Anyhow. The bar was a cash one, which I think is a very very smart idea. Open bars and Christmas revelry do not make for a good combo. I bought a few beer tickets (domestic or imported beer? um...I don't, you know? Beeeer.) and even had to shell out $2 for pop. The food was pretty awesome - salad, buns, pasta, then steak AND turkey and stuffing and mashed potato and veggies. Dessert was some sort of icecream on top of pastry thing....looked good, but seeing as how I don't do carbs, this was way beyond my limits, so I politely turned it down. Everyone at the table seemed to notice what I was (or wasn't for that matter) eating....and even commenting on it. Why? Does it really matter if I don't eat the pasta? Does it bother you if I don't share in the gooey apple dessert concoction? And yes, I do not drink. That one seemed to shock some people, especially since we got 2 drink tickets for free (FREE). I did pour half a glass of white wine for toasts, but that was it. I have now resolved myself to never comment on someone elses food choices....this is a very very touchy subject apparently!
Enough of the food, I say, bring on the coffee - which was typical banquet style giant-urn coffee...but at least it was free (did I mention I am cheap? Yes, not ashamed to admit it - I am cheap). I commandeered all the 4 oz coffee cups I could find and asked the waiter to fill them - I knew it would be a while until I saw him again. And when you combine them all, I guess I got about 2 XL sized coffees. So really, in retrospect, I drink coffee like others drank their excess.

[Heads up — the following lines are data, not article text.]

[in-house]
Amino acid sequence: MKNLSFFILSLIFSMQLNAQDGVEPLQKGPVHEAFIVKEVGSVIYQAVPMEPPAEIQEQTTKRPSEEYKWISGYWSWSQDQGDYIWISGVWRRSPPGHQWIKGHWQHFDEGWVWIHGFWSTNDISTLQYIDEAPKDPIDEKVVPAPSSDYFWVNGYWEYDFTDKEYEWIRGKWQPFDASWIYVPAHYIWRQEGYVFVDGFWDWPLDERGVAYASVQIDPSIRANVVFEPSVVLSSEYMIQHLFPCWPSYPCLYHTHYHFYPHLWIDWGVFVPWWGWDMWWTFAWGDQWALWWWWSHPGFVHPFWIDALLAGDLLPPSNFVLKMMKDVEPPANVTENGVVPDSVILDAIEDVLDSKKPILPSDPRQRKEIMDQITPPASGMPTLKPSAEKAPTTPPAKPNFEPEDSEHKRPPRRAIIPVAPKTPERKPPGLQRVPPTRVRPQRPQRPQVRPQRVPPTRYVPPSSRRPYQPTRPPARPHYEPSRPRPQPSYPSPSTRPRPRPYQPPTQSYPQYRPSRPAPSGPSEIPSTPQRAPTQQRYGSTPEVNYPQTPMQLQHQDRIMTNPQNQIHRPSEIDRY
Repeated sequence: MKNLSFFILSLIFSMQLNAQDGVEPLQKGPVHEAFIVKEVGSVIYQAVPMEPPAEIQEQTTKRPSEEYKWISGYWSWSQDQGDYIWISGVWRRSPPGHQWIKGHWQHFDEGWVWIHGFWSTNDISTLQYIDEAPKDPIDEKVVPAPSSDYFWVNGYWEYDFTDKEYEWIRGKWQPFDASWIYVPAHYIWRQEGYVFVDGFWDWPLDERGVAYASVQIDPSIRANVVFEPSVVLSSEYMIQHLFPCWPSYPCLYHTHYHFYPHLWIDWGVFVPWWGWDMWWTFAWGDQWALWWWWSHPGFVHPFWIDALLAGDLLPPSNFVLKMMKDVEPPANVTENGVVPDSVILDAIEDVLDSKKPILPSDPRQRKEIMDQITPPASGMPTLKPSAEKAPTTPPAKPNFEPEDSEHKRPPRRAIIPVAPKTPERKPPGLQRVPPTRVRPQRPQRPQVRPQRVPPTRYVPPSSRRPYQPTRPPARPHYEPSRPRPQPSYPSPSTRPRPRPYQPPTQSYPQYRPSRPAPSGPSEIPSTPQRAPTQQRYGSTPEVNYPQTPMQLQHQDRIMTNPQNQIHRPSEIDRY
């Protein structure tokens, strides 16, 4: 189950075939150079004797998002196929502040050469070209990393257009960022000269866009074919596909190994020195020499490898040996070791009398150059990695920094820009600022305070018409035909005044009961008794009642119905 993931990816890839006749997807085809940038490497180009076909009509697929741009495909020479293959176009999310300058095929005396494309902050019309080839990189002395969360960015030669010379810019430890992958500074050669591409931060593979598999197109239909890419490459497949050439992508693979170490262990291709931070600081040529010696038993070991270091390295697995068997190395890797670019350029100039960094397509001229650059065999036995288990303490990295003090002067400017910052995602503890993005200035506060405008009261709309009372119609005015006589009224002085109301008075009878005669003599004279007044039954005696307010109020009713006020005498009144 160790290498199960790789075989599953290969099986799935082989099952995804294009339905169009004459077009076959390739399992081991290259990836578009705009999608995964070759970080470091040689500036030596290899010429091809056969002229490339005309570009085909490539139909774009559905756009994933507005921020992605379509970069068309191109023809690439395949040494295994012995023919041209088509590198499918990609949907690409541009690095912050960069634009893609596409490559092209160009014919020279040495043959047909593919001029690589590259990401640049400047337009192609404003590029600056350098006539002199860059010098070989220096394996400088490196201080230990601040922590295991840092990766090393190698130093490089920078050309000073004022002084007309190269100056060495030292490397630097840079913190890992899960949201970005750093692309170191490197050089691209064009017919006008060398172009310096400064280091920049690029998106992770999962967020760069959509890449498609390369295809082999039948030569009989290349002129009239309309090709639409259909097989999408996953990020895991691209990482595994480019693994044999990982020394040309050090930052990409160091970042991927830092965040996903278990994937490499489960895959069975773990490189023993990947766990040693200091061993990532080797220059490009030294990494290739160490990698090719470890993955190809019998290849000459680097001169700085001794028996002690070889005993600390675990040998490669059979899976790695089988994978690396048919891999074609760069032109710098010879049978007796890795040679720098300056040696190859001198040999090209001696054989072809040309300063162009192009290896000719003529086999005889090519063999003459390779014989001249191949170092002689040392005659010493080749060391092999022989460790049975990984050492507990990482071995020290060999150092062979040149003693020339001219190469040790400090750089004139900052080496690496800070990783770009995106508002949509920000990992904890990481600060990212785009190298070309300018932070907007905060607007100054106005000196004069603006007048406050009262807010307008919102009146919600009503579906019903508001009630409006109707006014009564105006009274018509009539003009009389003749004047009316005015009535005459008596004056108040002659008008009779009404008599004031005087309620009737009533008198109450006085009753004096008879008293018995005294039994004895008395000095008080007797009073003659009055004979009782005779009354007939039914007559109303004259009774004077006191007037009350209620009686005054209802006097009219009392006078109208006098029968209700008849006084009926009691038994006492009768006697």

SO then on to the dancing. This alone made the night completely worthwhile - not because hubby and I dance (I used to , he is more of a sway-er) but for sheer entertainment value. Have you ever seen a 60 year old man shake his moneymaker to "Pump Up The Jam"? Yes, it is as funny looking as it sounds. The DJ went on a big 70's streak....much to the dismay of anyone younger than 40. I watched these retirement-aged couples breaking out all the best disco moves from their heyday and just getting down. Funny stuff.
But let's take a step back here. This was a work function - which means that come Monday morning, you will have to face all these people again. And they will know that you dance like Elaine Bennis or that you weren't wearing undies seeing as how you flashed them all doing high kicks to The Macarena. What we learn about people's personal lives and habits is sometimes best left unknown. For many, this was the first time you would have met their spouse. And while you may be able to govern your own mouth, you have limited control over your loving husband who asks someone when they are due, only to find out they had their baby 4 months ago (not my husband, but one at the next table).

I heard a girl throwing up in the stall next to mine, only to see her come out, all dolled up and fix her hair, reapply lipstick and stumble back towards the bar. I watched an obviously inebriated woman plop herself down into the lap of a male superior, all while his wife sat right beside him. Two men began tossing the remains of their dinner rolls back and forth from table to table, hitting anyone in between and crying with laughter. Couples on the dancefloor began the rapid decline to the "Dirty Dancing" portion of the evening, and still others were seen arguing in an alcohol-induced fury in the lobby. And today being Monday, I wonder what these people remember of their night, if anything.
We played it very safe, watching the dancing from the sidelines and heading home after 2 slow dances....had to go relieve the babysitter and drive her home.
So folks, there you have it - 3 weeks of prep for 3 hours of amusement....and still paying for the lack of sleep 3 days later! I wish we had thought to take a picture....maybe someone will send us one.

I may be a mother but I am Not Your Average Mom